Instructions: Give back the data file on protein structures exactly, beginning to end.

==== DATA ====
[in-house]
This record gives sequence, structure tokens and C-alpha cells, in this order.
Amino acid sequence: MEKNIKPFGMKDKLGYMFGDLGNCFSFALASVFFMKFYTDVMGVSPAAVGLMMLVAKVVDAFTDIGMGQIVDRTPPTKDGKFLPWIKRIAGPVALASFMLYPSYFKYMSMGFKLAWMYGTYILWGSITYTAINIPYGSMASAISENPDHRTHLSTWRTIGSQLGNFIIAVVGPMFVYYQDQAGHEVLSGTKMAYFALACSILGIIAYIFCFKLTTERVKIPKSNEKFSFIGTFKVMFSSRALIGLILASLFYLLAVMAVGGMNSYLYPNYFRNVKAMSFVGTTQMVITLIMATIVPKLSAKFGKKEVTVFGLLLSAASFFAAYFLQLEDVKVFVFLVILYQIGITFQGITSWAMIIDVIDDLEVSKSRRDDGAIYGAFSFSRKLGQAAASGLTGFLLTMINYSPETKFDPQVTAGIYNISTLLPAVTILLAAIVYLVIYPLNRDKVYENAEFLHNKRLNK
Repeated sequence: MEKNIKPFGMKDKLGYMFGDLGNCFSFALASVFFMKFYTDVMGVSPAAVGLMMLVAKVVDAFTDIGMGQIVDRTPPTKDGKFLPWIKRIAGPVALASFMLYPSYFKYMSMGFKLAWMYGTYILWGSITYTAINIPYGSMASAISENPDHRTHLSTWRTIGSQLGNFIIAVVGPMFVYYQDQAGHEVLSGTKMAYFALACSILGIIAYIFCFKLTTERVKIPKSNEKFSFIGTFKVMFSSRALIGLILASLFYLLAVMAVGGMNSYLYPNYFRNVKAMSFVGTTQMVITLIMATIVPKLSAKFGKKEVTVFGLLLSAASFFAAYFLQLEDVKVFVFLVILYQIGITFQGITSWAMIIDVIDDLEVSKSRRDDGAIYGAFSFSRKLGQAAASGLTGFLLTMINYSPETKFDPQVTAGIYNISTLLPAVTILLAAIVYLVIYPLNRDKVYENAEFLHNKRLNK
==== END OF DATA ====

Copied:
[in-house]
This record gives sequence, structure tokens and C-alpha cells, in this order.
Amino acid sequence: MEKNIKPFGMKDKLGYMFGDLGNCFSFALASVFFMKFYTDVMGVSPAAVGLMMLVAKVVDAFTDIGMGQIVDRTPPTKDGKFLPWIKRIAGPVALASFMLYPSYFKYMSMGFKLAWMYGTYILWGSITYTAINIPYGSMASAISENPDHRTHLSTWRTIGSQLGNFIIAVVGPMFVYYQDQAGHEVLSGTKMAYFALACSILGIIAYIFCFKLTTERVKIPKSNEKFSFIGTFKVMFSSRALIGLILASLFYLLAVMAVGGMNSYLYPNYFRNVKAMSFVGTTQMVITLIMATIVPKLSAKFGKKEVTVFGLLLSAASFFAAYFLQLEDVKVFVFLVILYQIGITFQGITSWAMIIDVIDDLEVSKSRRDDGAIYGAFSFSRKLGQAAASGLTGFLLTMINYSPETKFDPQVTAGIYNISTLLPAVTILLAAIVYLVIYPLNRDKVYENAEFLHNKRLNK
Repeated sequence: MEKNIKPFGMKDKLGYMFGDLGNCFSFALASVFFMKFYTDVMGVSPAAVGLMMLVAKVVDAFTDIGMGQIVDRTPPTKDGKFLPWIKRIAGPVALASFMLYPSYFKYMSMGFKLAWMYGTYILWGSITYTAINIPYGSMASAISENPDHRTHLSTWRTIGSQLGNFIIAVVGPMFVYYQDQAGHEVLSGTKMAYFALACSILGIIAYIFCFKLTTERVKIPKSNEKFSFIGTFKVMFSSRALIGLILASLFYLLAVMAVGGMNSYLYPNYFRNVKAMSFVGTTQMVITLIMATIVPKLSAKFGKKEVTVFGLLLSAASFFAAYFLQLEDVKVFVFLVILYQIGITFQGITSWAMIIDVIDDLEVSKSRRDDGAIYGAFSFSRKLGQAAASGLTGFLLTMINYSPETKFDPQVTAGIYNISTLLPAVTILLAAIVYLVIYPLNRDKVYENAEFLHNKRLNK